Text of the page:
BLAW 2921: Law for Public Sector Managers

Students study the key aspects of Canadian law and the legal institutions of relevance to public sector managers. Topics include the role of law in public sector management; constitutional law; organization of the courts; alternative dispute resolutions; administrative law; human rights law; statutes and their interpretation; administrative law and natural justice; administrative law and advocating before administrative tribunals; administrative law and challenging decisions; freedom of information and privacy; technology and the law; and public sector ethics.

Objectives

After successfully completing the course, students will be able to:

  • Explain the significance of the rule of law in the Canadian legal system
  • Apply formal rules to interpret legislation
  • Describe the elements of the Canadian constitution and identify government jurisdiction for specific topics
  • Determine whether particular situations are contrary to human rights law
  • Analyse the role of the judge in delivering justice and compare it with the role of an adjudicator sitting on an administrative tribunal
  • Distinguish between various tools for alternative dispute resolution and identify the interests of parties to a mediation
  • Determine which tribunal has jurisdiction to decide a matter and identify possible limitations to that jurisdiction
  • Explain the meaning of natural justice in an administrative law context and identify circumstances which would be contrary to natural justice
  • Determine the grounds on which a particular administrative decision could be reviewed by the courts, and have some understanding of the principle of deference of judges to the decisions of certain tribunals
  • Prepare two collaborative checklists - one for public service managers to consider for a hearing before a tribunal, and one for petitioners who are arguing against an administrative decision
  • Apply ethical principles to particular fact patterns and identify emerging issues in public sector law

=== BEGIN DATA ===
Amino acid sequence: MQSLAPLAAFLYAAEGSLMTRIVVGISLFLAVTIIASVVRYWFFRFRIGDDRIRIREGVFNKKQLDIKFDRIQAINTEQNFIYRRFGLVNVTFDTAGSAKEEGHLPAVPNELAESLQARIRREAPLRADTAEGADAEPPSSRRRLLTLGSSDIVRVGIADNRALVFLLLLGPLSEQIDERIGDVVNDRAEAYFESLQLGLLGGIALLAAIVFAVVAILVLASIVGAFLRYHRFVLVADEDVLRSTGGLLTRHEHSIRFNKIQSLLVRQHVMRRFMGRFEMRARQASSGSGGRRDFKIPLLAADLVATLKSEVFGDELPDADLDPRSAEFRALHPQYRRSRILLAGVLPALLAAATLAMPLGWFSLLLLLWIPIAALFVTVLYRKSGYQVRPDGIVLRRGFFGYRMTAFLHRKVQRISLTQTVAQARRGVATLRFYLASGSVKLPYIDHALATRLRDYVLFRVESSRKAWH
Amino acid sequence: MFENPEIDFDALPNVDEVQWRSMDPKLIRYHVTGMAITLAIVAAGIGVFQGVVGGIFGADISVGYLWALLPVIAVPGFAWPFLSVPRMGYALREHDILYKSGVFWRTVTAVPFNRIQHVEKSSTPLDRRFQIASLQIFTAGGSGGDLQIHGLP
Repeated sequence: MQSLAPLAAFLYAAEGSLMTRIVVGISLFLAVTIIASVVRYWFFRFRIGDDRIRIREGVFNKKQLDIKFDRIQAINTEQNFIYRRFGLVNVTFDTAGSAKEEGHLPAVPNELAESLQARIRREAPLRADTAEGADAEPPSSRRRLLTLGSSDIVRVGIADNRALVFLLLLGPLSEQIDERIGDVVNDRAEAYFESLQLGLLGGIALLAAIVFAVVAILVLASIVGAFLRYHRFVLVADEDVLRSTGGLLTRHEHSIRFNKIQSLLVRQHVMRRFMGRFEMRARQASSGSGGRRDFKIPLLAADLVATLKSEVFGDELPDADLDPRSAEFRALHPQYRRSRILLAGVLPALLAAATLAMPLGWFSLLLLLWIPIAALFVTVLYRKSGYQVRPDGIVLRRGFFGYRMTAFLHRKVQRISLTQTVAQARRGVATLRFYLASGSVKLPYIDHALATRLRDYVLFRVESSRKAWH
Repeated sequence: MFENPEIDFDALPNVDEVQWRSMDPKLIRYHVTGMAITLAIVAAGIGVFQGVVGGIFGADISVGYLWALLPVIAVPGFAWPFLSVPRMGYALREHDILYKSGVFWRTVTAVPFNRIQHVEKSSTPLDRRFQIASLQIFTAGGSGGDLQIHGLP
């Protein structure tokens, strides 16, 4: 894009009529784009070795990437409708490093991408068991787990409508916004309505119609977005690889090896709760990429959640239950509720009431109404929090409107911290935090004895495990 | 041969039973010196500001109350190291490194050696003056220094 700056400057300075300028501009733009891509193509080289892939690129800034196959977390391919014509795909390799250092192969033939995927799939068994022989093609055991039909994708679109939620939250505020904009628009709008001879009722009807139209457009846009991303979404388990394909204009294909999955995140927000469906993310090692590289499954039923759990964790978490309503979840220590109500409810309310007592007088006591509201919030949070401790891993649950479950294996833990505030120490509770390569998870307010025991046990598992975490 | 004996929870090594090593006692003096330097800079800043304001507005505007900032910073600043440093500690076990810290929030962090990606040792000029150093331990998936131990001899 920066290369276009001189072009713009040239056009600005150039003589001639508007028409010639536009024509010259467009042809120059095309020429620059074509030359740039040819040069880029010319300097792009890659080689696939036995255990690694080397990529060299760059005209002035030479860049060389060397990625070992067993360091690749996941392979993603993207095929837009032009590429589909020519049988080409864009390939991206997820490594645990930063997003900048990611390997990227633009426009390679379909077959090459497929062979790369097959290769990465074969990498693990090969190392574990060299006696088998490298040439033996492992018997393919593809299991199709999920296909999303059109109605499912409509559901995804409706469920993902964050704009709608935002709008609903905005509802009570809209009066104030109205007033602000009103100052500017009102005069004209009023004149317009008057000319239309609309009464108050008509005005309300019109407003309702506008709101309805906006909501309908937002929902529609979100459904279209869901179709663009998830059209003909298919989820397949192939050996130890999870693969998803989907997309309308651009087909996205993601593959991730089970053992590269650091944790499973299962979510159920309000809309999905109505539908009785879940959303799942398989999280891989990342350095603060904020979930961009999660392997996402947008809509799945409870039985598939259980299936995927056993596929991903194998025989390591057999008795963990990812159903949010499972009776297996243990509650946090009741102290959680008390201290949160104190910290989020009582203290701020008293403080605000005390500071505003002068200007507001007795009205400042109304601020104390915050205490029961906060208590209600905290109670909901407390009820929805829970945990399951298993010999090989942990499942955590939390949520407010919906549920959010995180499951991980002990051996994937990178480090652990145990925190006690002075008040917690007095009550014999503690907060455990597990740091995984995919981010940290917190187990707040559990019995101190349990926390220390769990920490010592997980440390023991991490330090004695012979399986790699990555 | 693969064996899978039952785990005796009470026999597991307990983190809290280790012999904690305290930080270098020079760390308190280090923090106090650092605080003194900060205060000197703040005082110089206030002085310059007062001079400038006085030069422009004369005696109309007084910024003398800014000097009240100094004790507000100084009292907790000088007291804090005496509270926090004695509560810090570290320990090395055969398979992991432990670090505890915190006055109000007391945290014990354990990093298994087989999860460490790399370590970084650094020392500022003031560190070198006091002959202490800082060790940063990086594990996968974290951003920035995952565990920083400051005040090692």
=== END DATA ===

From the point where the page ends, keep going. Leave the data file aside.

• Summarize arguments in support or in defence of an application to an administrative tribunal

Course outline

  1. What is Law and the Role of Law in Public Sector Management
  2. Constitutional Law
  3. Solving Legal Problems Part 1 - The Courts
  4. Solving Legal Problems Part 2 - Alternative Dispute Resolution
  5. Solving Legal Problems Part 3 - Introduction to Administrative Law
  6. Human Rights Law
  7. Statutes and their Interpretation
  8. Administrative Law and Natural Justice
  9. Administrative Law - Advocating before Administrative Tribunals
  10. Administrative Law - Challenging Decisions
  11. Selected Issues in Public Sector Law Part 1 - Freedom of Information and Privacy
  12. Selected Issues in Public Sector Law Part 2 - Technology and the Law and Public Sector Ethics

Required text and materials

Students will receive the following:

  1. Adamic, A et al., (2016). BC Administrative Decision-maker’s Manual. (“the Manual”) Vancouver, BC: Council of Administrative Tribunals (BCCAT).

The above resource is available to students through Web Access at the following link: (The cost is approximately $50.00) http://bccat.net/resources/decision-makers-manual-overview/

Special thanks to the BC: Council of Administrative Tribunals (BCCAT) for agreeing to let us use this resource in our course.

  1. Swaigen, J. (2016). Administrative Law: principles and advocacy (3rd ed.). Toronto, ON: Edmond Montgomery.
    Type: Textbook: ISBN: 978-1-55239-667-4

Students will need to source the following on their own:

  1. Yates, R. A., Yates, R. W., & Bain, P. (2000). Introduction to law in Canada (2nd ed.). Scarborough, ON: Prentice Hall Allyn and Bacon Canada.
    Type: Textbook: ISBN: 978-0137928620

Assessments

Please be aware that due to COVID-19 safety guidelines all in-person exams have been suspended. As such, all final exams are currently being delivered through ProctorU, which has an approximate fee of $35 involved. There will be more information in your course shell, on how to apply, if your course has a final exam.

To successfully complete this course, students must achieve a passing grade of 50% or higher on the overall course, and 50% or higher on the final mandatory exam.

Online Quiz 5%
Assignment 1: Statutory Interpretation Exercise 7%
Assignment 2: Limitation Periods, Natural Justice, and Judicial Review 8%
Assignment 3: Case Study-Applying Your Knowledge to a Factual Situation 10%
Critical reflection journal 20%
Final examination (mandatory) 50%
TOTAL 100%

Open Learning Faculty Member

An Open Learning Faculty Member is available to assist students. Primary communication is through the Learning Environment's "Mail" tool or by phone. Students will receive the necessary contact information when starting the course.

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